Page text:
NASA, ESA, and the Hubble Heritage Team (STScI/AURA)
It took 33.5 hours on one of the world’s largest telescopes, but for the first time astronomers have measured the motion of stars inside a newly recognized breed of dimly lit galaxy. The stars’ rapid speed reveals that the galaxy weighs as much as the far more brilliant Milky Way1.
“It’s an important measurement,” says Avi Loeb, chair of the astronomy department at Harvard University in Cambridge, Massachusetts, who was not involved in the study. “It’s a very challenging measurement, and they should be saluted for getting it.”
‘Ultradiffuse’ galaxies came to attention only last year, after Pieter van Dokkum of Yale University in New Haven, Connecticut, and Roberto Abraham of the University of Toronto in Canada built an array of sensitive telephoto lenses named Dragonfly. The astronomers and their colleagues observed the Coma galaxy cluster 101 megaparsecs (330 million light years) away and detected 47 faint smudges2.
“They can’t be real,” van Dokkum recalls thinking when he first saw the galaxies on his laptop computer. But their distribution in space matched that of the cluster’s other galaxies, indicating that they were true members. Since then, hundreds more of these galaxies have turned up in the Coma cluster and elsewhere.
Ultradiffuse galaxies are large like the Milky Way — which is much bigger than most — but they glow as dimly as mere dwarf galaxies. It’s as though a city as big as London emitted as little light as Kalamazoo, Michigan.
To study these celestial phantoms further, van Dokkum’s team observed one of the largest and brightest of them, a galaxy named Dragonfly 44 in the Coma cluster. The galaxy emits 1% of the light emitted by the Milky Way.
Using the 10-metre Keck II telescope atop Mauna Kea in Hawaii, the observers measured the width of a spectral line to deduce the galaxy’s mass. The more massive a galaxy is, the faster its stars move relative to one another. These motions broaden the spectral line through Doppler shifts, or the change in the wavelength of light given off by an object depending on its motion relative to an observer. By combining six nights of data, the astronomers found that the stars’ typical movements relative to one another clocked in at 47 kilometres per second.
This number indicates a massive galaxy, roughly the same weight as the Milky Way. If the distribution of the galaxy’s mass continues beyond its visible boundaries in the same way that it does in our own, Dragonfly 44 is about a trillion times more massive than the Sun. Furthermore, the galaxy possesses about 90 globular star clusters, 10 times more than a typical low-mass galaxy as dim as this one. This again argues that Dragonfly 44 is massive.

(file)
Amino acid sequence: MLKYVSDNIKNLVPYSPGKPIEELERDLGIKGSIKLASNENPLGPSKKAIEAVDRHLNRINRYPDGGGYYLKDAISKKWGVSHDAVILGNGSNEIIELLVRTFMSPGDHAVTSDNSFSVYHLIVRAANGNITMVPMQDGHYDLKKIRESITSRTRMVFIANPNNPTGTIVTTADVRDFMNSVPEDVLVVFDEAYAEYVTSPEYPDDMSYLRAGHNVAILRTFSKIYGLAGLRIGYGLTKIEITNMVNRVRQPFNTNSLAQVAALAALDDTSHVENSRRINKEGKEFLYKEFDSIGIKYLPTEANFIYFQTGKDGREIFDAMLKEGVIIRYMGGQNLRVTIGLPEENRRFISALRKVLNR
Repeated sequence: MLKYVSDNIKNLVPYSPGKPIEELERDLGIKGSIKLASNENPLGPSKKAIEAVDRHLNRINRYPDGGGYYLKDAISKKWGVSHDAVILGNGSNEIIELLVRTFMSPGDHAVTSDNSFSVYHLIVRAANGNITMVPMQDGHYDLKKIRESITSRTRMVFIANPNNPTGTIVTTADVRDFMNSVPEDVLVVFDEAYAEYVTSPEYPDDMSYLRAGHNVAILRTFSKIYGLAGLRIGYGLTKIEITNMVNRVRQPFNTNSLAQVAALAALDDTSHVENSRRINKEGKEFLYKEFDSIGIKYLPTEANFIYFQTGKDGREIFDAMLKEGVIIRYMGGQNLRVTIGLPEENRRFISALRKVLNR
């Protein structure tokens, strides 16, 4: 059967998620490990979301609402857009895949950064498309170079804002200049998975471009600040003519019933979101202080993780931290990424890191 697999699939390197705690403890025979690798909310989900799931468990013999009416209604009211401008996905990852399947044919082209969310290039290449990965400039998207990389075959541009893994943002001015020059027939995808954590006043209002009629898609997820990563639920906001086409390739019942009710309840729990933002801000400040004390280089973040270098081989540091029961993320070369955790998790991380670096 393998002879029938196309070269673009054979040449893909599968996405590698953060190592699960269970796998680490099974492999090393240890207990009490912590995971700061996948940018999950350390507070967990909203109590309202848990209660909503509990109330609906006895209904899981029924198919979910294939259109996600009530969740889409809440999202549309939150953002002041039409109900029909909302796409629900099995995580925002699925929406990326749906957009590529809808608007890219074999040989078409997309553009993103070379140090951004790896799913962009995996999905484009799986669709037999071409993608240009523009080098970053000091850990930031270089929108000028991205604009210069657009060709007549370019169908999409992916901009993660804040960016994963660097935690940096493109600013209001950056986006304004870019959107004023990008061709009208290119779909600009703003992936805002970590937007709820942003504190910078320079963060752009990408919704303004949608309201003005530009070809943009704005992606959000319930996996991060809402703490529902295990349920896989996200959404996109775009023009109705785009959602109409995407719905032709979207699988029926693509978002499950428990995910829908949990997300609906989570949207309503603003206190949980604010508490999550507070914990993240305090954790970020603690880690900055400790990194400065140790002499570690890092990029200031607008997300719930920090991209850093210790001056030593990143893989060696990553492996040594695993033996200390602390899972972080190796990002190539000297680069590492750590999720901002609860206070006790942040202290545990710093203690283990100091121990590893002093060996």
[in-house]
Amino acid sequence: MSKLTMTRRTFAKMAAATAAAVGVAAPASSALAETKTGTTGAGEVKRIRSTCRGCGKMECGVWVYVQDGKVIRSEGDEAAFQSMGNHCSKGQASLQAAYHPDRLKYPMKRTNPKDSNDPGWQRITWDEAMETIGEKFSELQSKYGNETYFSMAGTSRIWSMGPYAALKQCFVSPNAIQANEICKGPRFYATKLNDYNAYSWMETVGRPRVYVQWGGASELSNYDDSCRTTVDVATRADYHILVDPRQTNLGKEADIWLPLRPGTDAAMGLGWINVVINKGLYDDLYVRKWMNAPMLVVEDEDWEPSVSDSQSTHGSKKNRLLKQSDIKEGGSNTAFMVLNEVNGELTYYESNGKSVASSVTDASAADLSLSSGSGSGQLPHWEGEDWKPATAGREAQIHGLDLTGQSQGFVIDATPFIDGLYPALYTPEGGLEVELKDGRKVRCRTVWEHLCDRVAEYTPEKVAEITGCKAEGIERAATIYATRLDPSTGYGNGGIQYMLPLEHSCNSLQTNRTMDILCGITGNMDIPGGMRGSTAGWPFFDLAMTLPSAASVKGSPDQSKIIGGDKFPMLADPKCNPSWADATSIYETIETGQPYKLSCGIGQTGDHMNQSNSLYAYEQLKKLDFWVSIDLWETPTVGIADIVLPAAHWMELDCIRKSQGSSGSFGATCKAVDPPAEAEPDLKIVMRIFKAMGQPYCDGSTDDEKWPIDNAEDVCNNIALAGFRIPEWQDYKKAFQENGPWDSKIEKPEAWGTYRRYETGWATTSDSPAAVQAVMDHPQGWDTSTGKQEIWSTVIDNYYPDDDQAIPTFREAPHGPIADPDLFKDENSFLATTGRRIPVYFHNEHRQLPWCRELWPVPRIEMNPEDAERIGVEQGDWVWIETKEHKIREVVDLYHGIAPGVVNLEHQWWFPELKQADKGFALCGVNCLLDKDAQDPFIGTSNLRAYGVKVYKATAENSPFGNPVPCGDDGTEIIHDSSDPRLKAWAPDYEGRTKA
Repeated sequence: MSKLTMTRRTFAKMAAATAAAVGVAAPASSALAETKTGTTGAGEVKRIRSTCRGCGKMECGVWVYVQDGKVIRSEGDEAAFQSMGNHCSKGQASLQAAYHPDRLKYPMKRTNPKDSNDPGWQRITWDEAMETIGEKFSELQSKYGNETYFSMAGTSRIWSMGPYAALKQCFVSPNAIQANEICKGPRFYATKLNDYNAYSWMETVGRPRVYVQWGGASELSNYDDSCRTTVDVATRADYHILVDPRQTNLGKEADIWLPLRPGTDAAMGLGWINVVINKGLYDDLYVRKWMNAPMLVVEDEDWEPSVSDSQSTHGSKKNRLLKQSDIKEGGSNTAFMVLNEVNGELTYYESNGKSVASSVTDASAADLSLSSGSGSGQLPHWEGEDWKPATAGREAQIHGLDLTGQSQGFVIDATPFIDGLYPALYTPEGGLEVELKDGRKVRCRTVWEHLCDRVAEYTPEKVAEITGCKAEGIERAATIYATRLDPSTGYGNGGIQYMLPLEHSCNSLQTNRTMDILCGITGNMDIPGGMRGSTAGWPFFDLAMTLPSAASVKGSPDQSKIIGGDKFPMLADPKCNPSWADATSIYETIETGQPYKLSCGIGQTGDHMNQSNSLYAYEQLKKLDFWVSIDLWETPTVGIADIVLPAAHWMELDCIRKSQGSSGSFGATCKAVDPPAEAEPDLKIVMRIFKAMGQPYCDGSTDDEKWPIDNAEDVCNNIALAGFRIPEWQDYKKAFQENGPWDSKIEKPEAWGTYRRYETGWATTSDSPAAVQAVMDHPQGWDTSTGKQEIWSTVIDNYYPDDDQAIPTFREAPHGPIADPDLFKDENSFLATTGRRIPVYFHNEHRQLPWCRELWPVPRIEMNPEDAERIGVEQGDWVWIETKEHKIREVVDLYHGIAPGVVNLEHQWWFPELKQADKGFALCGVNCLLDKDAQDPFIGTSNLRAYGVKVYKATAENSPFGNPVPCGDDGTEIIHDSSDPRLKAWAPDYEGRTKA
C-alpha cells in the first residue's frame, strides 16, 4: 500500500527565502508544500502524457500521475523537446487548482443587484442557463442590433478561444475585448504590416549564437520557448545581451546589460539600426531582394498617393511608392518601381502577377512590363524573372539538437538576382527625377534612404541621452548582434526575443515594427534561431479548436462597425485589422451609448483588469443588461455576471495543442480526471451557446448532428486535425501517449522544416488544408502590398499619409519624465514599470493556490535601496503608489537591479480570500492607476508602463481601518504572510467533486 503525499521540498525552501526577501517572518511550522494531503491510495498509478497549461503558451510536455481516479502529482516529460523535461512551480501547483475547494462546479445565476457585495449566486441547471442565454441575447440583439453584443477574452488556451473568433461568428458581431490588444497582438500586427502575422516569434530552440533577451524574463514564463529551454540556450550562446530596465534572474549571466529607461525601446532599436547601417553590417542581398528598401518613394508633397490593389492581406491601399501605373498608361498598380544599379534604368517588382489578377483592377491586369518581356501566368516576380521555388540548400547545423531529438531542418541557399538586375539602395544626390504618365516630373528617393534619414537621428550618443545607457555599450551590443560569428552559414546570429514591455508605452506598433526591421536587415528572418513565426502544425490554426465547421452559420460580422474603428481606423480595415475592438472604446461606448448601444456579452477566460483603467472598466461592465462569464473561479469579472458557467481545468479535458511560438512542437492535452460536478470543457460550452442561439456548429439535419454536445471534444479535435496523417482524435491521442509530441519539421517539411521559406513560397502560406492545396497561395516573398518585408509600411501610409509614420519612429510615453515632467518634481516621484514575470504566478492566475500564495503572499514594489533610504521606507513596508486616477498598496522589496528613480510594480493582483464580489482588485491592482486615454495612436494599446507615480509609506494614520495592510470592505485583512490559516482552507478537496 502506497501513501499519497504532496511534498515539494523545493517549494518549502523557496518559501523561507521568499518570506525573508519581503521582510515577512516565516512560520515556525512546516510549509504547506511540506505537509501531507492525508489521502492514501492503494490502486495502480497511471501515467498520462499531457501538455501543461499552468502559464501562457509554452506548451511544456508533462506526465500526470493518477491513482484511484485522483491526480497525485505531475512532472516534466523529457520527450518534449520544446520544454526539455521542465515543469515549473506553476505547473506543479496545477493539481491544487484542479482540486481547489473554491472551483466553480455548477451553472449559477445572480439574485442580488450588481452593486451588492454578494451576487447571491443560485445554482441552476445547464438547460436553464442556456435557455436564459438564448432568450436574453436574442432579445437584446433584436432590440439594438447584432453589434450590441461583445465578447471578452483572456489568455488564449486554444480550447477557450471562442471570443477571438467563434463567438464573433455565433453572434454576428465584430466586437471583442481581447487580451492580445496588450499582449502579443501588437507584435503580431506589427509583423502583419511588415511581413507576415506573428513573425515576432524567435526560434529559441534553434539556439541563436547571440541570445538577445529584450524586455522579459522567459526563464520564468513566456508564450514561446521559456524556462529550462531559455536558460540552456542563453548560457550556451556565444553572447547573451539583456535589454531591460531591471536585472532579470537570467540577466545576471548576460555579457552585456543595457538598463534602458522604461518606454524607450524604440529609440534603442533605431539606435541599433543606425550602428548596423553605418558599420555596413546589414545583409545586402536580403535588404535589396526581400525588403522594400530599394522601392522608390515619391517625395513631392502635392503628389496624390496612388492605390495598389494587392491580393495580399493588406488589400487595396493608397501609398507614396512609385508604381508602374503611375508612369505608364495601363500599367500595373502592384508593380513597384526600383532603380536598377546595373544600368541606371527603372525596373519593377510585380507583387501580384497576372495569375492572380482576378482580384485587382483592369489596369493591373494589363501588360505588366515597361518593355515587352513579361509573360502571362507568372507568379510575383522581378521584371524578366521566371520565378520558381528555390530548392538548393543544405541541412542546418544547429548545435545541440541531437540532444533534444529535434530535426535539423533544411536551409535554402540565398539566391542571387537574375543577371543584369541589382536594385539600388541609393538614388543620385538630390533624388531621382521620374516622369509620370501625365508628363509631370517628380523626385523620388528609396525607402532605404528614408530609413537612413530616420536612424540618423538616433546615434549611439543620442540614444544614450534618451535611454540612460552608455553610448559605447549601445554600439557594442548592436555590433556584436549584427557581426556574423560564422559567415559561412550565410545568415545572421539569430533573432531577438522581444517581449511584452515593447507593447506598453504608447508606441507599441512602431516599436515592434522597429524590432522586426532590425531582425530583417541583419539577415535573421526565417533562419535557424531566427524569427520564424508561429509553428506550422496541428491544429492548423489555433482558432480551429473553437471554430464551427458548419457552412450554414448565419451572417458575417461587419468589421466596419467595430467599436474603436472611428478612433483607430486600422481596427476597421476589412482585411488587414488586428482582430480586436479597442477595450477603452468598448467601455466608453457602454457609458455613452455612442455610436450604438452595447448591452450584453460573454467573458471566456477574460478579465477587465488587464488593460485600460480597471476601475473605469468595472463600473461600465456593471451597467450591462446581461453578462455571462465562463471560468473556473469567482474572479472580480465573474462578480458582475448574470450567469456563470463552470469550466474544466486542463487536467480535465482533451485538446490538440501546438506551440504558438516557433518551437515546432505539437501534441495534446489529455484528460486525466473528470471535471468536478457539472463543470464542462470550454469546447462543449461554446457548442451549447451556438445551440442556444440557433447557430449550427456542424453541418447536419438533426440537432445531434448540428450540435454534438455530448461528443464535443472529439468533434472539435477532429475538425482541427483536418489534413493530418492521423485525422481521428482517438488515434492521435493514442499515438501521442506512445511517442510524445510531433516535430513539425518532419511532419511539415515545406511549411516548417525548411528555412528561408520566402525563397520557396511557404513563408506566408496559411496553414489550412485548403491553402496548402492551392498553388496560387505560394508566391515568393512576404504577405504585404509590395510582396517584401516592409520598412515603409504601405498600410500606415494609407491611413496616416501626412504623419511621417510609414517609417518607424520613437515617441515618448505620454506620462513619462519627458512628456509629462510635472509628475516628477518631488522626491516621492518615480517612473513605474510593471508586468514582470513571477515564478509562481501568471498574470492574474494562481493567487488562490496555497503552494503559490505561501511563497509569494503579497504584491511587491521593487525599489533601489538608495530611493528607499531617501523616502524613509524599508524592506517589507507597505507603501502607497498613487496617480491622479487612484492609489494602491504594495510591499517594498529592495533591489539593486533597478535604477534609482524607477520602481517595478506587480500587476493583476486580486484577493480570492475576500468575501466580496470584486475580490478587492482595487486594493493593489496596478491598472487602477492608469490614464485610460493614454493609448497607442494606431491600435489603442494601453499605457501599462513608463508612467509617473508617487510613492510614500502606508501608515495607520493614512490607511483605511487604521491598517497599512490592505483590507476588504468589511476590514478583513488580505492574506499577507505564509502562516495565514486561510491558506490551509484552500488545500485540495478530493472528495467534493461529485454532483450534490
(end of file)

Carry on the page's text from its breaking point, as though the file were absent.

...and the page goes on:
Galaxies this massive are usually the most efficient at converting their gas into stars. Yet Dragonfly 44 is a mere blip in terms of brilliance, what the researchers call a ‘failed galaxy’.
“It’s sort of a dark version of the Milky Way,” van Dokkum says. “For every 100 stars the galaxy should have formed, it only formed one.”
Ideas abound as to why ultradiffuse galaxies such as Dragonfly 44 failed to live up to their potential. Perhaps a quasar at the galaxy’s centre blasted gas away, or maybe hot gas in the Coma cluster stripped away the galaxy’s gas.
Loeb and Nicola Amorisco, also at Harvard, recently suggested that ultradiffuse galaxies might be low-mass galaxies that are born spinning fast, spreading their gas so thinly that they spawn few stars3. Loeb says that rapid rotation can also explain a massive ultradiffuse galaxy. However, the new observations indicate that Dragonfly 44 spins slowly. Still, Loeb suspects that it was born whirling rapidly and lost its spin after encountering other galaxies.
But van Dokkum says that the origin of these odd galaxies is a mystery: “The true answer is we really don’t know.”
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